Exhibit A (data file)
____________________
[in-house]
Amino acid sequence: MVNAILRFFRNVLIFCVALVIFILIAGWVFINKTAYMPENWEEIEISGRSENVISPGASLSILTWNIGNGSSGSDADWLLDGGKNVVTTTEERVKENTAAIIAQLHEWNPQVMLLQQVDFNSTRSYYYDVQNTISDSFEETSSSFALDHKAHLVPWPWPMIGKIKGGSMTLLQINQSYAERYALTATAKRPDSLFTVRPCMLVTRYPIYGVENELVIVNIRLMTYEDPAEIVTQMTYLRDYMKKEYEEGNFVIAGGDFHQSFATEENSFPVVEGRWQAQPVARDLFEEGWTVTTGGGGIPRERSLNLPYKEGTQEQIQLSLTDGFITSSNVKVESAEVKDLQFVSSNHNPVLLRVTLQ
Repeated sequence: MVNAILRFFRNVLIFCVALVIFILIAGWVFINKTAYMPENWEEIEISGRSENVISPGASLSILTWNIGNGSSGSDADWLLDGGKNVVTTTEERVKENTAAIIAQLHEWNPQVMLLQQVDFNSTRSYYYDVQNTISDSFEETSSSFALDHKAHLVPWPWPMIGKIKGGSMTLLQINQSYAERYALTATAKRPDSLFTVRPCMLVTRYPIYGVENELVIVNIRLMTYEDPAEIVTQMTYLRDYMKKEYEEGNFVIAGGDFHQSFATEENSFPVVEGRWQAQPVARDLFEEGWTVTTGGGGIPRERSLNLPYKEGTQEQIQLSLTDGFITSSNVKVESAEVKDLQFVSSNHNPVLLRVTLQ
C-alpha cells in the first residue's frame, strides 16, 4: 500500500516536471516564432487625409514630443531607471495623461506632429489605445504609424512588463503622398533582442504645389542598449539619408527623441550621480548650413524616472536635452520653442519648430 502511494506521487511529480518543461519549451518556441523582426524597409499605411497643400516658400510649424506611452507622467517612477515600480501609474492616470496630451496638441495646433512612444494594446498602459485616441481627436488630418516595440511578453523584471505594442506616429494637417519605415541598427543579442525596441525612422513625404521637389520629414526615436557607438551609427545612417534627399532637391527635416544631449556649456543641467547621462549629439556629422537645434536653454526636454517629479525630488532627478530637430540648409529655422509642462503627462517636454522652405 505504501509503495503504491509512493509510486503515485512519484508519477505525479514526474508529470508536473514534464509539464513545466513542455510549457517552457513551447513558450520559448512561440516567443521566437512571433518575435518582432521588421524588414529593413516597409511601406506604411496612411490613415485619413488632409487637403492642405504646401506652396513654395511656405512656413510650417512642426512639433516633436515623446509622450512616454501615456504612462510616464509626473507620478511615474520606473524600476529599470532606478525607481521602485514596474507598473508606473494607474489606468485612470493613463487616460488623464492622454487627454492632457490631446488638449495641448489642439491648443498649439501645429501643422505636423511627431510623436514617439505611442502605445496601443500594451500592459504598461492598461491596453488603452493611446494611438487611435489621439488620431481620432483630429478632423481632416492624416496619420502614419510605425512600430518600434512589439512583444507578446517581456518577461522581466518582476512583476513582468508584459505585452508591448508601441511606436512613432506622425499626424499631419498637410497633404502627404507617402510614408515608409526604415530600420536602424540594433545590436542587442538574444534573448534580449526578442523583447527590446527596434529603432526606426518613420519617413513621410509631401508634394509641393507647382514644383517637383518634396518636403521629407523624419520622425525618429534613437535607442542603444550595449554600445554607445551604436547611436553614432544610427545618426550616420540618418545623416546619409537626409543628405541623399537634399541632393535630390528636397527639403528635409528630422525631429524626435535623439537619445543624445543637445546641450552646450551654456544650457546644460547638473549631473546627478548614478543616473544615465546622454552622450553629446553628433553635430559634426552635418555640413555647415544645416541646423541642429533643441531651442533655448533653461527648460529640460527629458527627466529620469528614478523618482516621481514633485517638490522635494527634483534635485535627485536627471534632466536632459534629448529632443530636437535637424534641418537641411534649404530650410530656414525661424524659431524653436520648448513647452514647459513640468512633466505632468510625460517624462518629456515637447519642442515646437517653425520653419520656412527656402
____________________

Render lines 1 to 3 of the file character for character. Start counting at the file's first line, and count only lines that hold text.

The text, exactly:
[in-house]
Amino acid sequence: MVNAILRFFRNVLIFCVALVIFILIAGWVFINKTAYMPENWEEIEISGRSENVISPGASLSILTWNIGNGSSGSDADWLLDGGKNVVTTTEERVKENTAAIIAQLHEWNPQVMLLQQVDFNSTRSYYYDVQNTISDSFEETSSSFALDHKAHLVPWPWPMIGKIKGGSMTLLQINQSYAERYALTATAKRPDSLFTVRPCMLVTRYPIYGVENELVIVNIRLMTYEDPAEIVTQMTYLRDYMKKEYEEGNFVIAGGDFHQSFATEENSFPVVEGRWQAQPVARDLFEEGWTVTTGGGGIPRERSLNLPYKEGTQEQIQLSLTDGFITSSNVKVESAEVKDLQFVSSNHNPVLLRVTLQ
Repeated sequence: MVNAILRFFRNVLIFCVALVIFILIAGWVFINKTAYMPENWEEIEISGRSENVISPGASLSILTWNIGNGSSGSDADWLLDGGKNVVTTTEERVKENTAAIIAQLHEWNPQVMLLQQVDFNSTRSYYYDVQNTISDSFEETSSSFALDHKAHLVPWPWPMIGKIKGGSMTLLQINQSYAERYALTATAKRPDSLFTVRPCMLVTRYPIYGVENELVIVNIRLMTYEDPAEIVTQMTYLRDYMKKEYEEGNFVIAGGDFHQSFATEENSFPVVEGRWQAQPVARDLFEEGWTVTTGGGGIPRERSLNLPYKEGTQEQIQLSLTDGFITSSNVKVESAEVKDLQFVSSNHNPVLLRVTLQ